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Developer BBN
First appeared 1965 (1965)

TELCOMP was a programming language developed at Bolt, Beranek and Newman (BBN) in about 1964 and in use until at least 1974. BBN offered TELCOMP as a paid service, with first revenue in October 1965.[1] The service was sold to a company called On-Line Systems in 1972. In the United Kingdom, TELCOMP was offered by Time Sharing, Ltd, a partnership between BBN and an entrepreneur named Richard Evans.

It was an interactive, conversational language based on JOSS, developed by BBN after Cliff Shaw from RAND visited the labs in 1964 as part of the NIH survey. It was first implemented on the PDP-1 and was used to provide a commercial time sharing service by BBN in the Boston area and later by Time Sharing Ltd. in the United Kingdom.

In 1996, Leo Beranek said "We even developed a programming language called TELCOMP that to this day, some say was better than the programming language that the industry adopted, namely BASIC."[2]

There were at least three versions: TELCOMP I, TELCOMP II, and TELCOMP III.

TELCOMP I was implemented on the PDP-1, TELCOMP II on the PDP-7 and TELCOMP III on the PDP-10, running on DEC 's TOPS-10 operating system or on BBN's own TENEX operating system.

TELCOMP programs were normally input via a paper tape reader on a Teletype Model 33, which would be connected to a PDP via a modem and acoustic telephone line. Data could be read from the paper tape reader or from the Teletype keyboard. Output was either printed to the Teletype or sent to the paper tape punch. Early versions had no facility for on-line storage of programs or data.

During data input using a Teletype, the user would type a response to a printed prompt. If, instead of hitting Return, the user hit Tab, another, possibly computed, prompt would be printed on the same line. This process could be repeated for the full width of the line. This unusual feature allowed very compact data entry, comparable to full-screen CRT data entry. It saved paper, and the input section of the form became part of the program's printed output.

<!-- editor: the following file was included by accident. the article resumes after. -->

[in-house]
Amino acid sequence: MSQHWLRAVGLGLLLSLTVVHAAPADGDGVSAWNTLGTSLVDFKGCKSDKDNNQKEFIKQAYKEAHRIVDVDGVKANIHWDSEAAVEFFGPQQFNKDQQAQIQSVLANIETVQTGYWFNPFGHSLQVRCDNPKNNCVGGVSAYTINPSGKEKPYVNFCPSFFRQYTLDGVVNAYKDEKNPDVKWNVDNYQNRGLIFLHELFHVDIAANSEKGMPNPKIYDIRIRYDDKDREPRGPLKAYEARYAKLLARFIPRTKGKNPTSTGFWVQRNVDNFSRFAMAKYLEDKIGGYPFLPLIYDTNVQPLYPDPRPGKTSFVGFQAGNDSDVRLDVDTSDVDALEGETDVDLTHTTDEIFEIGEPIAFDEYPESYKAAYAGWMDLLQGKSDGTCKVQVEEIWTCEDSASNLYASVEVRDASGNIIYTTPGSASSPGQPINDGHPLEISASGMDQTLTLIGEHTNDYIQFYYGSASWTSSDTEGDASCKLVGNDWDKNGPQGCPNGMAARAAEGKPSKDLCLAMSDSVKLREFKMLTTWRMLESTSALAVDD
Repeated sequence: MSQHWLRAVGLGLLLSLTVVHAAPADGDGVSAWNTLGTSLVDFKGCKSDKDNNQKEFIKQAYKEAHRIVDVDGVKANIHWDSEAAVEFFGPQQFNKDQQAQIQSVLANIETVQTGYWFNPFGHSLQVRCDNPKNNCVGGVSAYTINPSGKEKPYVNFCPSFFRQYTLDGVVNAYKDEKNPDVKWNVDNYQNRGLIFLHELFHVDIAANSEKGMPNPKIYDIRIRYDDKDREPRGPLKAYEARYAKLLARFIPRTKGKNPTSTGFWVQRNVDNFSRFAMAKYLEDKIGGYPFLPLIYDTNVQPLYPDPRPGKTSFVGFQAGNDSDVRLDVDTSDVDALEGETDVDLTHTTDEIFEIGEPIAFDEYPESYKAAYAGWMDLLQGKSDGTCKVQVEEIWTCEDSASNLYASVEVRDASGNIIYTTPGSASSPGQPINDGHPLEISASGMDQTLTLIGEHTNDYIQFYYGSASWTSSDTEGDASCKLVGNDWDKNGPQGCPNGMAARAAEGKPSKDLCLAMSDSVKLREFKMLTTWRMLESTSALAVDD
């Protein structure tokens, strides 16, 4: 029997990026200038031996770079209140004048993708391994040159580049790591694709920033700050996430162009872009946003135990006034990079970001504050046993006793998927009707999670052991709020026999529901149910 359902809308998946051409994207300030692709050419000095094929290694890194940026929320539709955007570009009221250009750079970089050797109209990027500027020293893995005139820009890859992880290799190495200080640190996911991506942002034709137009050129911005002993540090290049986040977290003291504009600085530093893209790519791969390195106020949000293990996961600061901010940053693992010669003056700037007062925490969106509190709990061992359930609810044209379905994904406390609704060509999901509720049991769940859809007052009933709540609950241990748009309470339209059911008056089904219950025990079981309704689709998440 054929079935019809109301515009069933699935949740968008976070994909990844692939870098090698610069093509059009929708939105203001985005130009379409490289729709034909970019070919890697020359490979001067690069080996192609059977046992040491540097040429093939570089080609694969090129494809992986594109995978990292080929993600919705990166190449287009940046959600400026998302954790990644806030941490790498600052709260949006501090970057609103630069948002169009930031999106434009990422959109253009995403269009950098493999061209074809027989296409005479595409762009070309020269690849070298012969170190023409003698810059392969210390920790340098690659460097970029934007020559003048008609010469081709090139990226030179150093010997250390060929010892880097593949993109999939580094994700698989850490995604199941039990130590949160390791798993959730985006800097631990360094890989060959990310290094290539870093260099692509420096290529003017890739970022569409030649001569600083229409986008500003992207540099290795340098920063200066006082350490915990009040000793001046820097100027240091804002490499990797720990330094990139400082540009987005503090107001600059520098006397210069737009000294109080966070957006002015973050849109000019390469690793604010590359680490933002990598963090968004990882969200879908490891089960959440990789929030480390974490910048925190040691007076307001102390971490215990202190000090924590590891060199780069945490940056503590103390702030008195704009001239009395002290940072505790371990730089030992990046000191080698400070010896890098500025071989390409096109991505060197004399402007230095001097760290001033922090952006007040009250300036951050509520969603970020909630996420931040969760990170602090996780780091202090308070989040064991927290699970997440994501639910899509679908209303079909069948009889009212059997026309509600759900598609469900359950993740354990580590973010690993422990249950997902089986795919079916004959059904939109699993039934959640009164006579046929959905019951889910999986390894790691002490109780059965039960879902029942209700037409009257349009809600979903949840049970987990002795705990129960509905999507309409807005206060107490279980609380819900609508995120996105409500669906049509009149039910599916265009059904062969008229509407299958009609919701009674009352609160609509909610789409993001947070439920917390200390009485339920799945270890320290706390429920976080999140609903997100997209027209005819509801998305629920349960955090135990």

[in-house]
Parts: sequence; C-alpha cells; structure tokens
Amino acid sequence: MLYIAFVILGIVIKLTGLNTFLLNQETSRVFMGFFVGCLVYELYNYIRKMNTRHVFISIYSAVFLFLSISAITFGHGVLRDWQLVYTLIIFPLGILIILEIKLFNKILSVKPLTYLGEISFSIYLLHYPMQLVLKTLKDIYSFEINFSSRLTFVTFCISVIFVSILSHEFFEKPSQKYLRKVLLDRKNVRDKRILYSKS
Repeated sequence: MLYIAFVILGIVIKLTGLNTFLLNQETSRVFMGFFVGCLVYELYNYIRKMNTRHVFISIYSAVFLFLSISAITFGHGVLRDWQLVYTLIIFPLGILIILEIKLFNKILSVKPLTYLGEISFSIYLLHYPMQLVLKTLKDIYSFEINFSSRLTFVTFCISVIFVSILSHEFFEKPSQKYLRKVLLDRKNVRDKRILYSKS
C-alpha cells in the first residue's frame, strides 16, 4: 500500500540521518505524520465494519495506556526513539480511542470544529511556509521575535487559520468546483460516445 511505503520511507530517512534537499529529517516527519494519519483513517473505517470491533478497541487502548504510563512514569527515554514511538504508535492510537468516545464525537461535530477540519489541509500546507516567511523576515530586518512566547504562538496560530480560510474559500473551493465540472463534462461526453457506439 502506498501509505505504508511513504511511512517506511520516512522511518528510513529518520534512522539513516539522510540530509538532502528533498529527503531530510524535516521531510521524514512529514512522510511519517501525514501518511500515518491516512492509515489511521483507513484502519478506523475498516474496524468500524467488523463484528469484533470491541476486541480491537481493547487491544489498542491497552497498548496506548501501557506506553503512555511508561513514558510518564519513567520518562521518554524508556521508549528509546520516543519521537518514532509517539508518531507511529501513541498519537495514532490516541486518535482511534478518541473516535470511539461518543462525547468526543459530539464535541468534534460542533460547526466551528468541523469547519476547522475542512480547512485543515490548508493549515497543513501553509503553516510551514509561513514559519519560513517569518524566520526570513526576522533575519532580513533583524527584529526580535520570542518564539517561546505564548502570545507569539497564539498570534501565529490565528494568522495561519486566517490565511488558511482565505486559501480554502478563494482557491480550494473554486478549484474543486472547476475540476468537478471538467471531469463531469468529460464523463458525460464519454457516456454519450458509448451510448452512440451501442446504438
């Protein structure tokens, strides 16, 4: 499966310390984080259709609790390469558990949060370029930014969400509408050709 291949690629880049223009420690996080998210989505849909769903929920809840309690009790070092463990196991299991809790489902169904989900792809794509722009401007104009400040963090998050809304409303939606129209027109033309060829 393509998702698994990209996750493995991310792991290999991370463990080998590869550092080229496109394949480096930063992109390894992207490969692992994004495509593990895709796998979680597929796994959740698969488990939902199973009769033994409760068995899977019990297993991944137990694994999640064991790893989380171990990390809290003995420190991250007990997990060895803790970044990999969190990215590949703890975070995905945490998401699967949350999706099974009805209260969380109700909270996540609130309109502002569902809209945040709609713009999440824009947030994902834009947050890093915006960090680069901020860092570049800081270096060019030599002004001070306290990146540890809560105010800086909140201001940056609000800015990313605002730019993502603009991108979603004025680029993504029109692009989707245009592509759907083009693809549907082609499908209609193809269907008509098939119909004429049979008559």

A later derivative of TELCOMP called STRINGCOMP was oriented towards string handling. Another BBN JOSS-derivative called FILECOMP was developed for the GE MEDINET system, which was cancelled. The implicit file handling system it contained was influential on the MUMPS global database system.

The initial research for LOGO was carried out in TELCOMP, but only the JOSS-style errors and interaction made it through to the actual language.


A TELCOMP program was made up of numbered lines, each line referred to as a Step. Steps were grouped into Parts. Each line contained one instruction.

 DEMAND    Read input from the teletype
 DO PART   Execute all of the steps in a numbered part
 DO STEP   Execute a single line
 DONE      Stop execution of current part and return to caller
 IF        Condition, suffixed to any instruction
 FOR       Loop, suffixed to any instruction
 PLOT      Type output to the teletype in the form of a graph
 PRINT     Print output to the teletype
 READ      Read input from the paper tape reader
 SEND      Send output to the paper tape punch
 SET       Assign a variable to the value of an expression
 STOP      Stop execution completely
 TO PART   Go to a specified part
 TO STEP   Go to a specified line
 TYPE      Emulate teletype input while in stored operation mode (like the TCL/TK Expect functionality)
 ;         Comment, suffixed to any line
 FORM      A specification for formatted output (not really a command)

Sample Program[edit]

 1.05 TYPE FORM X FOR X=1:1:4 FOR END=10^15
 1.07 TO STEP 1.06 IF GRNO>4
 1.08 TO PART GRNO+1
 2.01 DO PART 50
 2.02 READ N,K
 2.03 DO PART 51
 2.04 TO PART 15
 15.01 LINE FOR X=1:1:3
 15.03 TYPE FORM 17
 16.01 Y=(X^N)+K
 16.02 Y1[X]=(((Y-MNPL)/(MXPL-MNPL))*2)-1
 FORM 15
 ITEM NUMBER?   #####
 FORM 17
 MINIMUM ##### MAXIMUM ######